Nicholas Northall

      Hi Aytaj,

      Thanks for your post. I’m glad this unit has changed your mind about including reading in your lessons. I guess this lends itself to another question – what type of reading? I am a bit advocate of extensive reading (see my reply to Robert above) and have often asked students to simply read for most of a lesson; however, as you can imagine, this could potentially cause quite a few problems! I think the main thing is that when we include reading in our lessons we both teach and test reading!

      Yes, the three approaches are very similar. Both Harmer and Scrivener suggest asking learners to fully complete the gist reading tasks before asking them to read in detail. They also stress the importance of background knowledge (i.e. top down approaches) to reading. Scrivener admits that this approach isn’t always necessary or useful (he gives the example of the train timetable) as often readers are looking for detailed information and don’t need to ‘gist’ read a text.  Nuttal discusses using both top-down and bottom-up strategies to read longer texts – i.e. perhaps ones not used in the classroom. This approach, I think, is quite different to the other two, as she implies that reading for gist and detail support each other. However, she does make it clear that not understand the main context can result in learners being unable to understand the detail. What do you think?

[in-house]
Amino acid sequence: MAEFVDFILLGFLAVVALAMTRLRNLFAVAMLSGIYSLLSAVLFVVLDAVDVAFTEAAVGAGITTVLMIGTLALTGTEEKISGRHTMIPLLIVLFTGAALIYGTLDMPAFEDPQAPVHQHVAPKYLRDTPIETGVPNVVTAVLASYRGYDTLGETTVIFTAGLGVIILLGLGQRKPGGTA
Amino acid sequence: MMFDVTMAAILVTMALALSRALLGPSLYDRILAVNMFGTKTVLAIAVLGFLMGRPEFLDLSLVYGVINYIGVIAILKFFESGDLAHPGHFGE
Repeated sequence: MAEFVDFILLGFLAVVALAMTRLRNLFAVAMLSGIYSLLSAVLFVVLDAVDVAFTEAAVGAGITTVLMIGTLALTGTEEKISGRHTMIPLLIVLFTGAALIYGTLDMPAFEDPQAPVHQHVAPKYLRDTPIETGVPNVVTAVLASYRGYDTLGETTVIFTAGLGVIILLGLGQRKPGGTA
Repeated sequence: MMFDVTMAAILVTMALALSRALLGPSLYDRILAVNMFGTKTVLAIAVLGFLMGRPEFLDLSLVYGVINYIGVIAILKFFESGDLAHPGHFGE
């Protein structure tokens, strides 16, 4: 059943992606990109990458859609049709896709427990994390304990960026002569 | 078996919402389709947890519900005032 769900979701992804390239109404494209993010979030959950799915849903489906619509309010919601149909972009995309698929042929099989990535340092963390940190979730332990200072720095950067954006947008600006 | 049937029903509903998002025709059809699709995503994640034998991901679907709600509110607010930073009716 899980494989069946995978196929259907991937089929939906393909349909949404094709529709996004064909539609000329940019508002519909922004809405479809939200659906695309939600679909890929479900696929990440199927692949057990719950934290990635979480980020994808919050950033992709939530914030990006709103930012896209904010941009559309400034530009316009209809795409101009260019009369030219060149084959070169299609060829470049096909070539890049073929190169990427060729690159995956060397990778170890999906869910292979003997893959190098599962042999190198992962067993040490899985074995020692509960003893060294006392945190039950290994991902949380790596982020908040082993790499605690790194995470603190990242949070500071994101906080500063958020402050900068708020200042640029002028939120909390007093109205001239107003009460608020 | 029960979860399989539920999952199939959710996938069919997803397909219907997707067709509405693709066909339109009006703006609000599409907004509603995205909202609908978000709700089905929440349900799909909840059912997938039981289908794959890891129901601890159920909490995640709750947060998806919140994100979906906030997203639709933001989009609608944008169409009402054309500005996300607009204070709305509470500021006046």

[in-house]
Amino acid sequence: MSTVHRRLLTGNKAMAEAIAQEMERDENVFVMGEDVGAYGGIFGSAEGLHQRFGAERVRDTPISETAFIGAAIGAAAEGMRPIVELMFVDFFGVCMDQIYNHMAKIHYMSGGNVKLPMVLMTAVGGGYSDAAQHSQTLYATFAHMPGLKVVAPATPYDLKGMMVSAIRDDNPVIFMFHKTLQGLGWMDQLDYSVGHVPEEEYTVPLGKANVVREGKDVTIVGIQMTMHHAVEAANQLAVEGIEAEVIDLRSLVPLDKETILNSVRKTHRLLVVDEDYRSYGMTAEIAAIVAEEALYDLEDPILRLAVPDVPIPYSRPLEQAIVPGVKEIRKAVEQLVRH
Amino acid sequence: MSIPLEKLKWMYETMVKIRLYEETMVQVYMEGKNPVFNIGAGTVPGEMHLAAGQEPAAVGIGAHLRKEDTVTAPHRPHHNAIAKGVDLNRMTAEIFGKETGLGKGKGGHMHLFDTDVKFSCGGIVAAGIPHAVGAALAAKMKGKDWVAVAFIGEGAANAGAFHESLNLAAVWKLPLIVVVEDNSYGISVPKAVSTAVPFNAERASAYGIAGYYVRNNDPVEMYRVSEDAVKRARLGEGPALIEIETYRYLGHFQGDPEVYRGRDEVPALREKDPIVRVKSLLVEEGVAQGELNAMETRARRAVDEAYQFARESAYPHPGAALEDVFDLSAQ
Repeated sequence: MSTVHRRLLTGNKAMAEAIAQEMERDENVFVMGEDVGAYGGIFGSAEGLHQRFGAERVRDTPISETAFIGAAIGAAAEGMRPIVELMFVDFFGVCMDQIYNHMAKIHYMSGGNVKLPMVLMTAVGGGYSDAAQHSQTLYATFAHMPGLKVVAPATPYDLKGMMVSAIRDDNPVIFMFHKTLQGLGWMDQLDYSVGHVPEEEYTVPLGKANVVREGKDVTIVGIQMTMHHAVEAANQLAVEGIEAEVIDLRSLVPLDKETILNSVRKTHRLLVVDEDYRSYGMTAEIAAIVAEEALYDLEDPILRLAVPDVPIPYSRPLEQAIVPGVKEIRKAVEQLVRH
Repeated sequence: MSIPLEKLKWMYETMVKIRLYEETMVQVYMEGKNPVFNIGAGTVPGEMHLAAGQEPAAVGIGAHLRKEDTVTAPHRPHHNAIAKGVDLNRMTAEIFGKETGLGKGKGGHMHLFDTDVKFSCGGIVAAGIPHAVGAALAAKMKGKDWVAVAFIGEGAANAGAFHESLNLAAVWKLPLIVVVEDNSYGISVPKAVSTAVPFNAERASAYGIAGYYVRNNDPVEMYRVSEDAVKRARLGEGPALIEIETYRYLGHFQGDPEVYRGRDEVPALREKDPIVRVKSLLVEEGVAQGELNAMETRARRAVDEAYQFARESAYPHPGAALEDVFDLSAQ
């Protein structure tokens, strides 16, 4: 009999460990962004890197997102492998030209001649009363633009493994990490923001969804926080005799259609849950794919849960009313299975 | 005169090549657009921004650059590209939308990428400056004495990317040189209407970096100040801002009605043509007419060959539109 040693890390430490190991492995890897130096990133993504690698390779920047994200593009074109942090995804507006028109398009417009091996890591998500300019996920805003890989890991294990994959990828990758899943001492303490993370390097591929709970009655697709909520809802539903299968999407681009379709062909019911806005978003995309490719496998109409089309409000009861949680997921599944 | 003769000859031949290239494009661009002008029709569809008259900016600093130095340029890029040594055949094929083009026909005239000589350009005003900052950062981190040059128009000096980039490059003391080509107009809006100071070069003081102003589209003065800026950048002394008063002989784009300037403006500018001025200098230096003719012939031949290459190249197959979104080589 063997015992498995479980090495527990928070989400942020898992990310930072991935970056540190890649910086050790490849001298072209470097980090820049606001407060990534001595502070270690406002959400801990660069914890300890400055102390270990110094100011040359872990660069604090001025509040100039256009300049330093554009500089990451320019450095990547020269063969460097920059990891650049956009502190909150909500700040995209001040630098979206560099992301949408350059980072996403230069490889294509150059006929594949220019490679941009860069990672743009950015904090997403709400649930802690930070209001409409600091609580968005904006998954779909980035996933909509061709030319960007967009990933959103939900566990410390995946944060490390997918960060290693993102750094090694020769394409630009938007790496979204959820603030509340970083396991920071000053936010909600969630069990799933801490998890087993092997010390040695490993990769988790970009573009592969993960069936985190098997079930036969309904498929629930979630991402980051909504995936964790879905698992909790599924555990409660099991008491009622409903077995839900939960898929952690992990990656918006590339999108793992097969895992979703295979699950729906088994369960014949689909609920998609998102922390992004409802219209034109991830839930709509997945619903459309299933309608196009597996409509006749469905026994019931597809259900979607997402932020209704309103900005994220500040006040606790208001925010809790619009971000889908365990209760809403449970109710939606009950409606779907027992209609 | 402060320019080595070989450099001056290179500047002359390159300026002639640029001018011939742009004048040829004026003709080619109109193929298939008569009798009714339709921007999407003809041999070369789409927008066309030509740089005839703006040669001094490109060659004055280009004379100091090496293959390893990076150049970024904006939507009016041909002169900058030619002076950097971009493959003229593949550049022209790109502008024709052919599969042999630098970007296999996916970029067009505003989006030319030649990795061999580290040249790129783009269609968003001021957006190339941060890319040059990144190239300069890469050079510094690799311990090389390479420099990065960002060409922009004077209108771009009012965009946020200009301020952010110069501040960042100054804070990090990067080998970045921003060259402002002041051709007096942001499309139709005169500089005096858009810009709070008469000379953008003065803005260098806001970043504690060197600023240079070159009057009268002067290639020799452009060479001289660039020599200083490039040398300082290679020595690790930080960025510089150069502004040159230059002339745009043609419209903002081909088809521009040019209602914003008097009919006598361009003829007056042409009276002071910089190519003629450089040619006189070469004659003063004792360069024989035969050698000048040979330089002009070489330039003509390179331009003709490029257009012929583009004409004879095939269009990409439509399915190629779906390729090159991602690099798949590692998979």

Yes, information gaps are great ways to develop a range of skills – not just reading. I think that it is almost impossible to have a ‘reading’ lesson in which learners only develop reading skills – unless of course, we just ask them, as soon as they enter the room, to open their books and read for the full lesson! There might be some listening in that though too!